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Take a picture of me so I can think of something. I need to think of something. The picture will stare back at you, she alerts me. What do you want to see? I don’t know. You’re the one who asked for a picture. You must know. Show me your eyes, I insist, before she takes the picture. What do you see in the viewfinder? I ask. She’s reflecting.
You speak with your eyes, your metaphors, whenever you speak there are images and poetic figures. Does it make sense? At the same time, she tells me that my images are fragile, while my words have more strength. Where the images are, you are not, she emphasizes. Is there anything else in your horizon that you want me to reveal? She asks. The verb and the gesture and that they come from the same place in the brain, I reply. There is a center, a tension, between my eyes, my hand and my mouth.
Can I brush your hair? She asks, putting the camera down. I don’t answer, yet she begins to brush my hair. She’s often like that, initiative. You know you’re not eternal, don’t you? Nothing is eternal. Because things get postponed, they come later. All images are the idea of a desire, she says. She lectures me as she touches my hair, staring outside the window. I love the blue sky. The speed of the color is so limpid.
Tell me more about my picture, I ask. Does it love you back? Because I love you back like any reflex weighting in the mirror. Even if you shatter the image, it won’t break apart. My love for you is not in the picture. She’s somewhere else as I speak.
I wish I could tell what she’s looking at when she’s not too concerned about my stories. She says out loud, I am going to transform you. Listening to her, I am not sure if it is her gaze or of myself looking at myself that affects me.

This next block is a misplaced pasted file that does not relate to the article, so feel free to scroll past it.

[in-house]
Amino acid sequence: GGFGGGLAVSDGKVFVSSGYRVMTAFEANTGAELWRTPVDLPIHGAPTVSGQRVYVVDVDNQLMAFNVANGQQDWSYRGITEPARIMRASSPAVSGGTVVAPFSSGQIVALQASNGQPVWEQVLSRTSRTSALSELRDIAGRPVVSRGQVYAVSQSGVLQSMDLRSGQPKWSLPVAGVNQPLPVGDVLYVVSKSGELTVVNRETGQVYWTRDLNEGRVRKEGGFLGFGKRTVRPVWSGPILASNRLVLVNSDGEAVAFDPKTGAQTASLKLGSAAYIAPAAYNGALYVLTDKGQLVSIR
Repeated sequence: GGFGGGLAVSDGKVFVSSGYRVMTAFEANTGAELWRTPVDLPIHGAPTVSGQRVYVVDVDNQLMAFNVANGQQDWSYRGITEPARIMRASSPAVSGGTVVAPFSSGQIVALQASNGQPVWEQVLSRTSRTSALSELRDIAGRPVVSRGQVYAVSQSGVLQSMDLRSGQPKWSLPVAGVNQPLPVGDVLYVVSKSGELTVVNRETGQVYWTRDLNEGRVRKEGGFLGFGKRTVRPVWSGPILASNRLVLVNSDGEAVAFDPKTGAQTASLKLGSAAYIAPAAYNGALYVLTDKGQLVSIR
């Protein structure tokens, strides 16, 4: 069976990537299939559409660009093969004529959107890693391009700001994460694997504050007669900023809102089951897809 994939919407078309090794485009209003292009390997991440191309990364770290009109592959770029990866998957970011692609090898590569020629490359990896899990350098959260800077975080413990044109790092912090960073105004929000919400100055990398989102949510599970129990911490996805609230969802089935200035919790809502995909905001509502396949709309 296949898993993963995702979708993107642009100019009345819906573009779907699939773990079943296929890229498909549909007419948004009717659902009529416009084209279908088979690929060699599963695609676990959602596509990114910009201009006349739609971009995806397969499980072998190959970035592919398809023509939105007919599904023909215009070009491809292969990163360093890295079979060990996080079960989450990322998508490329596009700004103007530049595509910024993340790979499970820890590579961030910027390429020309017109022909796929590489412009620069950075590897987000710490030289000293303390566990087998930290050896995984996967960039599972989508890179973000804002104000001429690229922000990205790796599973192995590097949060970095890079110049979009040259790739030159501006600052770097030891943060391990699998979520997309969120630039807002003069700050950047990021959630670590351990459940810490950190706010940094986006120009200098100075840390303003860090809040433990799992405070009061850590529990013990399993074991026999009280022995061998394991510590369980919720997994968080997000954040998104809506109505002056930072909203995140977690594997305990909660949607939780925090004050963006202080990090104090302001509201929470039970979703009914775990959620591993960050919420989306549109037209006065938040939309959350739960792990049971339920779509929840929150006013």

There’s old age, a bit of old age in each one of us, she says, handing me back the camera. Your turn, she says.
Have you taken it already? I ask. I wasn’t expecting this. I want to photograph you passing through time, is it possible? I ask. Leonardo da Vinci understands perspective as everything you show behind a window, inside and outside, so yes, why not? I don’t know where I am when I think about time, she says, staring at the camera in the front of my face. She’s no longer interested in me. She’s caught by the sound of the news, something about the military coup in Turkey, an old interview, weeks later. Is the Internet in real time? I question.
She looks back at me and I click, taking the picture. She smiles, as if she’s not surprised. You know, Homer didn’t know he was telling stories, for him what he narrated were facts. What to do with all these images? I just want to see my face through your eyes, I tell her, not really explaining how frustrating it is not have the experience of other bodies. It doesn’t make sense. She nods.
An absence is a presence in every image. Are you looking for a totality? No, I say. What is not in the picture? Who is looking back at you? What Di Cavalcanti saw when he painted the woman with the conical breasts? He’s a Brazilian painter. I don’t know, I tell her, looking down at her chest. Come here, hold my breasts, kiss me know, she continues, and I put the camera down, kissing her back.
Short Fiction published in S/tick.